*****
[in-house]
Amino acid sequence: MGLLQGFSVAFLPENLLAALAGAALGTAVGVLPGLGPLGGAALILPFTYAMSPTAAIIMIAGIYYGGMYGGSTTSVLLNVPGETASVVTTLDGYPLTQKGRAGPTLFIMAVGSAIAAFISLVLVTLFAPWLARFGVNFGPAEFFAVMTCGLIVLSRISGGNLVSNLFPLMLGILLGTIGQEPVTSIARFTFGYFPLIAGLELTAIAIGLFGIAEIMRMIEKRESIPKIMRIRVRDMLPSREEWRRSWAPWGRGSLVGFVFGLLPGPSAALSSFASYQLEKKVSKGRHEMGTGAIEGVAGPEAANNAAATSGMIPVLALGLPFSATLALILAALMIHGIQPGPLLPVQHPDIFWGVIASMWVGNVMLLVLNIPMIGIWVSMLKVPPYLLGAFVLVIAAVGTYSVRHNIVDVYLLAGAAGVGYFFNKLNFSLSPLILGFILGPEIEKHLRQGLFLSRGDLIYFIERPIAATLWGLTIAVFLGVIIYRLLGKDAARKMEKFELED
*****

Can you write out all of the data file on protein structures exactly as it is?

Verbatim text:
[in-house]
Amino acid sequence: MGLLQGFSVAFLPENLLAALAGAALGTAVGVLPGLGPLGGAALILPFTYAMSPTAAIIMIAGIYYGGMYGGSTTSVLLNVPGETASVVTTLDGYPLTQKGRAGPTLFIMAVGSAIAAFISLVLVTLFAPWLARFGVNFGPAEFFAVMTCGLIVLSRISGGNLVSNLFPLMLGILLGTIGQEPVTSIARFTFGYFPLIAGLELTAIAIGLFGIAEIMRMIEKRESIPKIMRIRVRDMLPSREEWRRSWAPWGRGSLVGFVFGLLPGPSAALSSFASYQLEKKVSKGRHEMGTGAIEGVAGPEAANNAAATSGMIPVLALGLPFSATLALILAALMIHGIQPGPLLPVQHPDIFWGVIASMWVGNVMLLVLNIPMIGIWVSMLKVPPYLLGAFVLVIAAVGTYSVRHNIVDVYLLAGAAGVGYFFNKLNFSLSPLILGFILGPEIEKHLRQGLFLSRGDLIYFIERPIAATLWGLTIAVFLGVIIYRLLGKDAARKMEKFELED